John Gokongwei Jr, a Philippine billionaire who started his $5.7 billion family business empire by cycling around island towns selling snacks, has died aged 93.
Affectionately known as “Mr John”, the founder and chairman emeritus of the first Philippine multinational conglomerate was an “inspiration to entrepreneurs and businessmen around the nation, with his pioneering ideas, his strong work ethic, his passion, and perseverance,” JG Summit Holdings said in a statement.
Gokongwei (pictured) was survived by his wife of 61 years, Elizabeth, and his children Robina, Lance (president and chief executive of JG Summit), Lisa, Faith, Hope and Marcia. His in-laws and grandchildren; brothers Eddie and James Go (chairman of JF Summit), sister Lily; and his nieces and nephews count among his descendants.
The humble third richest Filipino billionaire and philanthropist was born in Fujian, China but raised in Cebu province in the Philippines. Supporting his five siblings after their father died when he was aged 13, the young entrepreneur began by items from his bicycle on the streets.
“I often wonder whatever happened to my first bike,” Gokongwei said.
“The bike that was my companion during those first years when my family had lost everything and I sold wares at the market every morning. That bike reminds me that success can be achieved through hard work, frugality, integrity, responsiveness to change and, most of all, boldness to dream.”
Gokongwei progressed from bike to boat to truck and invested his earnings in cornstarch production, a raw material for food, paper and textile industries. The corn mill launched his venture Universal Robina, a snack foods and beverage producer.
Robina formed the cornerstone 27% of the diversified portfolio of JG Summit Holdings. Another 26% was of the portfolio was property developer Robinsons Land Corporation and 14% was leading Philippines airline Cebu. The family controlled, Manilla-listed JG Summit was the third largest Philippine conglomerate in terms of market capitalisation.
The patriarch’s grounded attitudes to his family business were praised at his eulogy this week. He hired and mentored extended family members, but they were expected to work as hard as he did.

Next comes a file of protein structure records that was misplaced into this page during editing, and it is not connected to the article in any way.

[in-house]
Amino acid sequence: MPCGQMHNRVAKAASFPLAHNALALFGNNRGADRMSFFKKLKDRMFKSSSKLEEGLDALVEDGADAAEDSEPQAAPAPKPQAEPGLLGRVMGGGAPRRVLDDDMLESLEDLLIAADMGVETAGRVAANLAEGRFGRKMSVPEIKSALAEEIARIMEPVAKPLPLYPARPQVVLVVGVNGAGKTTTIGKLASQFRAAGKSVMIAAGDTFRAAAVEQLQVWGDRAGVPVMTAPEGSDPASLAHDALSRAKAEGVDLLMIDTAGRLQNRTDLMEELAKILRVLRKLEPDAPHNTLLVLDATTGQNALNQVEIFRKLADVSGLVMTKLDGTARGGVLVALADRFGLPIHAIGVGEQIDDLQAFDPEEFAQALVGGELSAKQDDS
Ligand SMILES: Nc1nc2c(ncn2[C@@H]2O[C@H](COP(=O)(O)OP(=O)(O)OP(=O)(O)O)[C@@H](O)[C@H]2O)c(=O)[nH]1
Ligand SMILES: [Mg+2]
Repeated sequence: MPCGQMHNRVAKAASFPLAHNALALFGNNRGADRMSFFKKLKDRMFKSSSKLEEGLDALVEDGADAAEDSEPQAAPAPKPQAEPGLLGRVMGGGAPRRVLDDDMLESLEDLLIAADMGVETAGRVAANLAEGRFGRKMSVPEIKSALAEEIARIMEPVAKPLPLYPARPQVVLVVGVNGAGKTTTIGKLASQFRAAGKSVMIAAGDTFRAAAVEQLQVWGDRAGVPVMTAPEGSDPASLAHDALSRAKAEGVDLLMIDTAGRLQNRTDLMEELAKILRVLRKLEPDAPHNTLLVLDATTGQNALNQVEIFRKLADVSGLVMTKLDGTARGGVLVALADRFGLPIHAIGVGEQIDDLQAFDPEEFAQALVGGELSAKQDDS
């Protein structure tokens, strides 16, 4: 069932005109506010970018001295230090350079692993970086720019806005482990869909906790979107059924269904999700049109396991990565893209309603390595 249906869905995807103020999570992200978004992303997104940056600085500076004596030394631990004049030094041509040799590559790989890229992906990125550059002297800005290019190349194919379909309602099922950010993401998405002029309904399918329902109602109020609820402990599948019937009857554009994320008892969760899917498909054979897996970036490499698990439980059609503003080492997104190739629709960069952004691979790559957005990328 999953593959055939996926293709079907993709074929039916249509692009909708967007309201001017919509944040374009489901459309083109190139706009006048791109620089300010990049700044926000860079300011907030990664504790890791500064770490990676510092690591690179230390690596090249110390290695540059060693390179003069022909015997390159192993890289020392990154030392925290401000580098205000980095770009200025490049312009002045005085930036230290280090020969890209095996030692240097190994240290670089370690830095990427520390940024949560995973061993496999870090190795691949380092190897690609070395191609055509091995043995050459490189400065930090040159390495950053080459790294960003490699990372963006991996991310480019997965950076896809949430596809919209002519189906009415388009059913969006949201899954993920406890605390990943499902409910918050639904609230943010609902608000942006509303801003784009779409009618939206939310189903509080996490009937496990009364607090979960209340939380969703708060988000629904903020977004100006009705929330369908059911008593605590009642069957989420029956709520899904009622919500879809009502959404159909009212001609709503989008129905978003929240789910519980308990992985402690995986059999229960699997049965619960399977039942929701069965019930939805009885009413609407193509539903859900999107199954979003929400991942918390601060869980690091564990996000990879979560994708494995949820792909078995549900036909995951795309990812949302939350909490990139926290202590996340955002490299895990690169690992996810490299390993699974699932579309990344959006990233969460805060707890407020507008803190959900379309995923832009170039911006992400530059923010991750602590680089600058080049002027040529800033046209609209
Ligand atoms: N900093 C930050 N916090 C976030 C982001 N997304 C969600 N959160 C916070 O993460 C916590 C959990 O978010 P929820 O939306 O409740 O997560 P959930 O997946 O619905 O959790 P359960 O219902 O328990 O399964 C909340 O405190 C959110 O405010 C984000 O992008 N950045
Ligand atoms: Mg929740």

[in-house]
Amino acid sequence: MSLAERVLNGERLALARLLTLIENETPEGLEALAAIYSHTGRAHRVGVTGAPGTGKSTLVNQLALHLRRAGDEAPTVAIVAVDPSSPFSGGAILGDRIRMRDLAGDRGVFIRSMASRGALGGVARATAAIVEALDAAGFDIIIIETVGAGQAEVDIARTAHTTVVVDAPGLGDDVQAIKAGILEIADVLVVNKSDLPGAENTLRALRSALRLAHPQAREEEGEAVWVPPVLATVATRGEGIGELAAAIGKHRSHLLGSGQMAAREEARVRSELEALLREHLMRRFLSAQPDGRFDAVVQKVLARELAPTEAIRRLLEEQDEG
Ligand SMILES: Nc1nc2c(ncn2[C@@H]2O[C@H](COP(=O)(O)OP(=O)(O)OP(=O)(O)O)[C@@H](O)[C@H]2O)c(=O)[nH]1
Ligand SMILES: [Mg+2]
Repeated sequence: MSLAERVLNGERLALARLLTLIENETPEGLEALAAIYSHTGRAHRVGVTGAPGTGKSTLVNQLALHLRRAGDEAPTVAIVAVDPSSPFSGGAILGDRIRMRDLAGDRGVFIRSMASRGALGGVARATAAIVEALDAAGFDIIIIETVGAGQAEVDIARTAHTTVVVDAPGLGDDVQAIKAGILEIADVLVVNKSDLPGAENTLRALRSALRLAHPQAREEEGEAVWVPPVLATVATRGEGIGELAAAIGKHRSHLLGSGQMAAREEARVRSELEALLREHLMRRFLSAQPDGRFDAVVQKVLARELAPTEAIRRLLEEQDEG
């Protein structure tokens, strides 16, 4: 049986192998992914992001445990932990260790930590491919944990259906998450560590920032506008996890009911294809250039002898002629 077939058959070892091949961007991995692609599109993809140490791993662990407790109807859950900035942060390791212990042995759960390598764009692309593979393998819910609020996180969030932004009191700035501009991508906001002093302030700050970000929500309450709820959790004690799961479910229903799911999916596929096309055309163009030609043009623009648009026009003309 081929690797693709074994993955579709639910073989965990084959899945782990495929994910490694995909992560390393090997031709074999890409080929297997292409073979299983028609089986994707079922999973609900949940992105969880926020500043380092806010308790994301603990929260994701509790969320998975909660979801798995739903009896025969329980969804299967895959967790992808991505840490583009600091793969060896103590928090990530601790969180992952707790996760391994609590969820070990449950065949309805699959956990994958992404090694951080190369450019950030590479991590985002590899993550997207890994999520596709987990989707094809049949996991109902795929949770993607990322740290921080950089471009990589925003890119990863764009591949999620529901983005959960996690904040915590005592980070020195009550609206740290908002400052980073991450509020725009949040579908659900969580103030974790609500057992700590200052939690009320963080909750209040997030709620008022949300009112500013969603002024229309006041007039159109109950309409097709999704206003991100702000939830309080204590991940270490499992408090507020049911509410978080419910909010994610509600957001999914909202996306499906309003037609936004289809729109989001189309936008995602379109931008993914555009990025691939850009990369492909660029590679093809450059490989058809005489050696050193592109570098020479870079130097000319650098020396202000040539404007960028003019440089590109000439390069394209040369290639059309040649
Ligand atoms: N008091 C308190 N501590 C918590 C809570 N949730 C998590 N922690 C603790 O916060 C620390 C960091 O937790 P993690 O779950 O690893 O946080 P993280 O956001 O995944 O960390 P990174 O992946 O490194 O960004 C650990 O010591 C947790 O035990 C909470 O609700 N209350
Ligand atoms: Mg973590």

His daughters Lisa, Faith, and Hope started out by stamping prices on cans in a bodega. Marcia was a kitchen assistant at the Manila Midtown Hotel. Robina was a receiving clerk at the warehouse of Robinsons Department Store.
Lance Gokongwei (pictured), his only son, was appointed chief executive in 2018 as part of his father’s succession plan. However, his father instilled in young Lance his work ethic when he was also put to work as a clerk in a Robinsons bodega.
“Our parents never gave us cash for Christmas or our birthdays,” Lance said.
“There was no ampao [monetary gift] to look forward to every Chinese New Year. For them, it was honourable to work. If you don’t work, you don’t eat.”
Despite graduating with distinction from the University of Pennsylvania, Lance’s feet were kept on the ground when he returned to work in the family business.
“I was paid P2,000 ($39) a month. Dad let me use an old car, a Datsun with a broken air-conditioner. I may have been the son of the boss, but I worked harder than anybody else to prove that I wasn’t just the son of the boss.”
John Gokongwei Jr always told his son he was the steward of the business.
“I serve the people the business serves—our clients—and the people who work in the business—our employees,” Lance said.
“I have a responsibility to all of them.
“He taught us that diversification is important, and that competition and the ability to confront change are what make a business continue to grow over a long period of time. In the end, it’s not about the connections of ‘who-you-know.’ It’s about what you know and how well you operate the business. It is about grit and resilience, and being able to bounce back from your lowest moment.”